US5851183 *Oct 16, 1995Dec 22, 1998St. Louis UniversitySystem for indicating the position of a surgical probe within a head on an image of the head
US5871445 *Sep 7, 1995Feb 16, 1999St. Louis UniversitySystem for indicating the position of a surgical probe within a head on an image of the head
US5873822 *Apr 24, 1996Feb 23, 1999Visualization Technology, Inc.Computerized system
US5891034 *Jun 7, 1995Apr 6, 1999St. Louis UniversitySystem for indicating the position of a surgical probe within a head on an image of the head
US5951475 *Sep 25, 1997Sep 14, 1999International Business Machines CorporationMethods and apparatus for registering CT-scan data to multiple fluoroscopic images
US5967980 *Dec 17, 1996Oct 19, 1999Visualization Technology, Inc.Position tracking and imaging system for use in medical applications
US5987349 *Apr 18, 1997Nov 16, 1999Image Guided Technologies, Inc.Method for determining the position and orientation of two moveable objects in three-dimensional space
US6006126 *Jun 7, 1995Dec 21, 1999Cosman; Eric R.System and method for stereotactic registration of image scan data
US6076008 *Feb 3, 1999Jun 13, 2000St. Louis UniversitySystem for indicating the position of a surgical probe within a head on an image of the head
US6146390 *Feb 25, 2000Nov 14, 2000Sofamor Danek Holdings, Inc.Apparatus and method for photogrammetric surgical localization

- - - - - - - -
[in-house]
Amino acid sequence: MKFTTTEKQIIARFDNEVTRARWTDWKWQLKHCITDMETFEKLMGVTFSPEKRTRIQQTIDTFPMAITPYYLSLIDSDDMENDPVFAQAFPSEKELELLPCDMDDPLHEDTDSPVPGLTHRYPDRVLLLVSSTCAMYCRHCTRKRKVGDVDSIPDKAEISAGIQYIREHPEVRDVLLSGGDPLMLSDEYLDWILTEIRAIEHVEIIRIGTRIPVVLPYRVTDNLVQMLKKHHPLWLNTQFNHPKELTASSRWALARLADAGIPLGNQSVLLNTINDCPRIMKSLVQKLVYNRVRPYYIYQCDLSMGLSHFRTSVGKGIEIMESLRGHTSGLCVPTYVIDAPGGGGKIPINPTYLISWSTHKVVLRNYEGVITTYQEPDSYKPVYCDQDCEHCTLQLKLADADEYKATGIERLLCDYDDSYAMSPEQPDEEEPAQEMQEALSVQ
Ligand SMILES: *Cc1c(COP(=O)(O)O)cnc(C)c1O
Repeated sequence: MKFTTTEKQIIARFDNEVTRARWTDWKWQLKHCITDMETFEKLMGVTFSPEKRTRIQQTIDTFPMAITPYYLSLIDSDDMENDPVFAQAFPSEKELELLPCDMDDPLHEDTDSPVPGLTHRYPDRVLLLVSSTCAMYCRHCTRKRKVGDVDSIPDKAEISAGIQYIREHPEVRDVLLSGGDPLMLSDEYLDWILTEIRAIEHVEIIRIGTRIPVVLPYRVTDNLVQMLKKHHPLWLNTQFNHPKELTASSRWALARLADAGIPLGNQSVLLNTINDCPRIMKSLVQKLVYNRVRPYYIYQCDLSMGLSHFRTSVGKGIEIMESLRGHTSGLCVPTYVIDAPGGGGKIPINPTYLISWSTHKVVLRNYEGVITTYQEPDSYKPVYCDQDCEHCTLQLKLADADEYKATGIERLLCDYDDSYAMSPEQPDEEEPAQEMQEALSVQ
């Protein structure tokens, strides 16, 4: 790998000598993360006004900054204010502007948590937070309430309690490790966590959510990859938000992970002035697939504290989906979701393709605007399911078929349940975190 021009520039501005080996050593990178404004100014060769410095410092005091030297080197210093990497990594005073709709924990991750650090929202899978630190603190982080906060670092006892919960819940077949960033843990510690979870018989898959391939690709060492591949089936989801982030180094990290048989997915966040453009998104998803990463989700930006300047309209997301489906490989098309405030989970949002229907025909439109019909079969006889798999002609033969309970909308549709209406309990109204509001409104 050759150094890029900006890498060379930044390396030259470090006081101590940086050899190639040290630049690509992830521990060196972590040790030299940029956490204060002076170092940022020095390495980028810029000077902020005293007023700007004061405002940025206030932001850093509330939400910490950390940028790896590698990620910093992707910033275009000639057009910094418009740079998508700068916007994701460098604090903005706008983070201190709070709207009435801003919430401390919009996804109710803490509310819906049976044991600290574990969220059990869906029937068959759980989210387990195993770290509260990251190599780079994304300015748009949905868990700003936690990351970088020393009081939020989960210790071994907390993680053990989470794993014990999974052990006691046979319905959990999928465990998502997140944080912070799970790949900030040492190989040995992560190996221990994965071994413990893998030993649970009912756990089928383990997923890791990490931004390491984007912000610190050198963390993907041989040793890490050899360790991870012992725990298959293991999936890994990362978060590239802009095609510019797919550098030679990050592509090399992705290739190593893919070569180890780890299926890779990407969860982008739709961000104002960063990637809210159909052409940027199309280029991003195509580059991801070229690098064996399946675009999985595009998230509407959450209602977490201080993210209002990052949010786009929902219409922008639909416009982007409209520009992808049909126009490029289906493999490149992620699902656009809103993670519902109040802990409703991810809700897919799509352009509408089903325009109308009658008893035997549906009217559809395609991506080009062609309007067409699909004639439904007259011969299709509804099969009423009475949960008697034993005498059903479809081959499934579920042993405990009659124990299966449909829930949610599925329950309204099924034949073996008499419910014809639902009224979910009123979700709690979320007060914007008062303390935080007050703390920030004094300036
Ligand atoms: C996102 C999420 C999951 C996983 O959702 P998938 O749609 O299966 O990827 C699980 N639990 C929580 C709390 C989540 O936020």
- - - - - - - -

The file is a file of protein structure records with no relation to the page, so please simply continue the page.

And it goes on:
US6165181 *Oct 15, 1998Dec 26, 2000Sofamor Danek Holdings, Inc.Apparatus and method for photogrammetric surgical localization
US6167145 *Mar 29, 1996Dec 26, 2000Surgical Navigation Technologies, Inc.Bone navigation system
US6167295 *Jan 3, 1996Dec 26, 2000Radionics, Inc.Optical and computer graphic stereotactic localizer
US6175756Dec 15, 1998Jan 16, 2001Visualization Technology Inc.Position tracking and imaging system for use in medical applications
US6221082Jun 4, 1999Apr 24, 2001Nuvasive, Inc.Spinal surgery guidance platform
US6226548Sep 4, 1998May 1, 2001Surgical Navigation Technologies, Inc.Percutaneous registration apparatus and method for use in computer-assisted surgical navigation
US6236875Oct 5, 1995May 22, 2001Surgical Navigation TechnologiesSurgical navigation systems including reference and localization frames
US6275725May 5, 1997Aug 14, 2001Radionics, Inc.Stereotactic optical navigation
US6294915 *Mar 23, 1999Sep 25, 2001General Electric CompanyInterior alignment light for open magnet MRI
US6296613Aug 22, 1997Oct 2, 2001Synthes (U.S.A.)3D ultrasound recording device